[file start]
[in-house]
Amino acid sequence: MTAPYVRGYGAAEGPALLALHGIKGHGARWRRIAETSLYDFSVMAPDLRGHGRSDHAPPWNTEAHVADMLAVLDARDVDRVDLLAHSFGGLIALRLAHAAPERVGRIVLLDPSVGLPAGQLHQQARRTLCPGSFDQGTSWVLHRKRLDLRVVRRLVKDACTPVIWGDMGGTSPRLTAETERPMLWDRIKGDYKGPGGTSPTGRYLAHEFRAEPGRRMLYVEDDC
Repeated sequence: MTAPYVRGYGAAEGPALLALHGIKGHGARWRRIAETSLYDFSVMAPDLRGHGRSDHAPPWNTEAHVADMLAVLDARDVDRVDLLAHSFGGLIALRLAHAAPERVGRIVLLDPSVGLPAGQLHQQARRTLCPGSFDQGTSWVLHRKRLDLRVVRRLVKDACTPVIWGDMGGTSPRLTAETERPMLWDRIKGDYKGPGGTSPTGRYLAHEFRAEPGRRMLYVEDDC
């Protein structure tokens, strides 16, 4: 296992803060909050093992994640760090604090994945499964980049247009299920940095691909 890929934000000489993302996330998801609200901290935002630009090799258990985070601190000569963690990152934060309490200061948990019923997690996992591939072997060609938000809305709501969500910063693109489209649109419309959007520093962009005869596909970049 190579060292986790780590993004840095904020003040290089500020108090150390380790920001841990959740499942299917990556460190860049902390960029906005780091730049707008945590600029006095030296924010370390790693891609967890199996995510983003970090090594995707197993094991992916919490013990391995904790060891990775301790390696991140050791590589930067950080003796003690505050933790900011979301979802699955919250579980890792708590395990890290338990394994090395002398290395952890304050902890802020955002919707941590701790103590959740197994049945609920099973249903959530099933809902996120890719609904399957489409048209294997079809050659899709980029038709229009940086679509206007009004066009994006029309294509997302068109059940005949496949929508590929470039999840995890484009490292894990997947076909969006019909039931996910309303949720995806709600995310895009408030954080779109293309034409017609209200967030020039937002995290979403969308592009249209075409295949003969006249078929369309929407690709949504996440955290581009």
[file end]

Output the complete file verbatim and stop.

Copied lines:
[in-house]
Amino acid sequence: MTAPYVRGYGAAEGPALLALHGIKGHGARWRRIAETSLYDFSVMAPDLRGHGRSDHAPPWNTEAHVADMLAVLDARDVDRVDLLAHSFGGLIALRLAHAAPERVGRIVLLDPSVGLPAGQLHQQARRTLCPGSFDQGTSWVLHRKRLDLRVVRRLVKDACTPVIWGDMGGTSPRLTAETERPMLWDRIKGDYKGPGGTSPTGRYLAHEFRAEPGRRMLYVEDDC
Repeated sequence: MTAPYVRGYGAAEGPALLALHGIKGHGARWRRIAETSLYDFSVMAPDLRGHGRSDHAPPWNTEAHVADMLAVLDARDVDRVDLLAHSFGGLIALRLAHAAPERVGRIVLLDPSVGLPAGQLHQQARRTLCPGSFDQGTSWVLHRKRLDLRVVRRLVKDACTPVIWGDMGGTSPRLTAETERPMLWDRIKGDYKGPGGTSPTGRYLAHEFRAEPGRRMLYVEDDC
């Protein structure tokens, strides 16, 4: 296992803060909050093992994640760090604090994945499964980049247009299920940095691909 890929934000000489993302996330998801609200901290935002630009090799258990985070601190000569963690990152934060309490200061948990019923997690996992591939072997060609938000809305709501969500910063693109489209649109419309959007520093962009005869596909970049 190579060292986790780590993004840095904020003040290089500020108090150390380790920001841990959740499942299917990556460190860049902390960029906005780091730049707008945590600029006095030296924010370390790693891609967890199996995510983003970090090594995707197993094991992916919490013990391995904790060891990775301790390696991140050791590589930067950080003796003690505050933790900011979301979802699955919250579980890792708590395990890290338990394994090395002398290395952890304050902890802020955002919707941590701790103590959740197994049945609920099973249903959530099933809902996120890719609904399957489409048209294997079809050659899709980029038709229009940086679509206007009004066009994006029309294509997302068109059940005949496949929508590929470039999840995890484009490292894990997947076909969006019909039931996910309303949720995806709600995310895009408030954080779109293309034409017609209200967030020039937002995290979403969308592009249209075409295949003969006249078929369309929407690709949504996440955290581009």